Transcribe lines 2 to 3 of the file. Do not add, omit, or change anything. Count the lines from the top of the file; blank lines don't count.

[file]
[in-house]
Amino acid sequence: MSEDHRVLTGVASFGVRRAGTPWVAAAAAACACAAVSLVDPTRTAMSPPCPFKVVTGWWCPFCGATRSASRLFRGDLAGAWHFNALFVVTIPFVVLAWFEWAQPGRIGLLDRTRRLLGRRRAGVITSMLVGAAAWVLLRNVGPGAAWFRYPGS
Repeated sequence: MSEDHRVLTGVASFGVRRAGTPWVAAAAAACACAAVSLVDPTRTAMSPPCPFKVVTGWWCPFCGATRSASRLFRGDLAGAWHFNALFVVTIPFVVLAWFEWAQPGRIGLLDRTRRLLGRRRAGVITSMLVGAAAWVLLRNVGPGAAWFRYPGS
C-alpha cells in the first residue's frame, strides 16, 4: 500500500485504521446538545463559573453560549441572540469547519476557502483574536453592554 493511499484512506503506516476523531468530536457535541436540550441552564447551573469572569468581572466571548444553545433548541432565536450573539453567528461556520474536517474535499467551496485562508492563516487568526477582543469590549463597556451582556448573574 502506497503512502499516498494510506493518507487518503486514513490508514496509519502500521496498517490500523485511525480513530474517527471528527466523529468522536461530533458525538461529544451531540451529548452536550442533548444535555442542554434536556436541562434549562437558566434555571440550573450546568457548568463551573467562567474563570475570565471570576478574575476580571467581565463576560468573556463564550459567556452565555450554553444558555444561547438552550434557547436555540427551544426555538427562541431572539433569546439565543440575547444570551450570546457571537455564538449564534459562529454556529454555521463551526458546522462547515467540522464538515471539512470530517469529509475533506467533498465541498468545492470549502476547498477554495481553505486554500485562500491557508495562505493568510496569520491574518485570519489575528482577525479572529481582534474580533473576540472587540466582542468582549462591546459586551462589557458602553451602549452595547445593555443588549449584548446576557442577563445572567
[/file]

Amino acid sequence: MSEDHRVLTGVASFGVRRAGTPWVAAAAAACACAAVSLVDPTRTAMSPPCPFKVVTGWWCPFCGATRSASRLFRGDLAGAWHFNALFVVTIPFVVLAWFEWAQPGRIGLLDRTRRLLGRRRAGVITSMLVGAAAWVLLRNVGPGAAWFRYPGS
Repeated sequence: MSEDHRVLTGVASFGVRRAGTPWVAAAAAACACAAVSLVDPTRTAMSPPCPFKVVTGWWCPFCGATRSASRLFRGDLAGAWHFNALFVVTIPFVVLAWFEWAQPGRIGLLDRTRRLLGRRRAGVITSMLVGAAAWVLLRNVGPGAAWFRYPGS